Robert Olen Butler's last short story collection, A Good Scent from a Strange Mountain, was a keen, piercing book told largely in the voice of Vietnamese immigrants to America. To say that his new collection is a departure is an understatement: Butler has taken actual headlines from the more outrageous of the supermarket tabloids and fashioned short fiction around them. Headlines such as "Titanic Victim Speaks Through Waterbed," "Woman Loses Cookie Bake-Off, Sets Self on Fire," and "Every Man She Kisses Dies" are the starting points for this quirky volume from one of the most original American writers at work today.
From Publishers Weekly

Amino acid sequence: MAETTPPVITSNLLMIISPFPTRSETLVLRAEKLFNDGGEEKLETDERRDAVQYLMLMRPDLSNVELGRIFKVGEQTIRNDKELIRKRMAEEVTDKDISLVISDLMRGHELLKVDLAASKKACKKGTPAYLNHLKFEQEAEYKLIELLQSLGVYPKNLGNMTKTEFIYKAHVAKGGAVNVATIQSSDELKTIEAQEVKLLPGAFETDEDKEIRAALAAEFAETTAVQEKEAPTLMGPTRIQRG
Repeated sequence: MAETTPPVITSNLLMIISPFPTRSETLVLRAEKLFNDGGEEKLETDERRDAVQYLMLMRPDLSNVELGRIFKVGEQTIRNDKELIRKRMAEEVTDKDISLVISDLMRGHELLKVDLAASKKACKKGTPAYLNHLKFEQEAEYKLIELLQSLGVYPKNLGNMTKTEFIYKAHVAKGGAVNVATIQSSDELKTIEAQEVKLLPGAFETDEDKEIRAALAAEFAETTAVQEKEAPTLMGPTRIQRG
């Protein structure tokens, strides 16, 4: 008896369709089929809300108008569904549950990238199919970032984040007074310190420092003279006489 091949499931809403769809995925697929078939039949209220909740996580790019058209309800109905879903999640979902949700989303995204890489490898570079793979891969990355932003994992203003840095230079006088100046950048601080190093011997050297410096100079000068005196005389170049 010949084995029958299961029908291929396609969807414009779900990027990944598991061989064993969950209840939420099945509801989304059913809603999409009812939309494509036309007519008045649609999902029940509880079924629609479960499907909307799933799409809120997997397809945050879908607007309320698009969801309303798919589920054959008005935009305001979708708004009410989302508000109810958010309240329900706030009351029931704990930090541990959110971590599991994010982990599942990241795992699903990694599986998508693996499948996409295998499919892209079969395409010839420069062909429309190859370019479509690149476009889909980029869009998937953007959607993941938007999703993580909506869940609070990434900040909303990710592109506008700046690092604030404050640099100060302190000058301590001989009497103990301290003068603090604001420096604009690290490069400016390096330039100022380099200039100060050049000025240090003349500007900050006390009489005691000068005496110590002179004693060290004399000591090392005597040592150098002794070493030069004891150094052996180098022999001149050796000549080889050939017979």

Endlessly playful, inventive and daring, Butler (They Whisper) challenges himself with each new book. He does so again in this intriguing collection of 12 short stories in which he combines the bizarre and the matter-of-fact with remarkable legerdemain. What at first seems a blatant device proves instead to be an interesting catalyst: the titles mimic lurid tabloid headlines, but Butler develops such howlers as "Help Me Find My Spaceman Lover" and "Woman Hit by Car Turns into Nymphomaniac" into eerie or outlandish situations that become funny and affecting stories capable of touching universal chords. Each tale has a first-person narrator, ranging from a nine-year-old boy who kills mobsters with insouciance to a jealous husband who is reincarnated as a parrot bought by his former wife. In one irreverent but poignant story, JFK, in hiding since the (unsuccessful) assassination attempt, attends the Jackie auction, where he muses on his late wife's naked body. Although in each entry the epiphanic moment arises from a surreal situation, the format does not result in any sameness of tone, voice, plot structure or setting; the latter include an Alabama trailer park and a Manhattan book editor's plush office. A few stories ("Doomsday Meteor Is Coming"; "Woman Loses Cookie Bake-Off, Sets Self on Fire") try too hard, but the collection has a strong emotional impact, especially when one reaches the last story, which echoes the first, both of which are inspired by the sinking of the Titanic.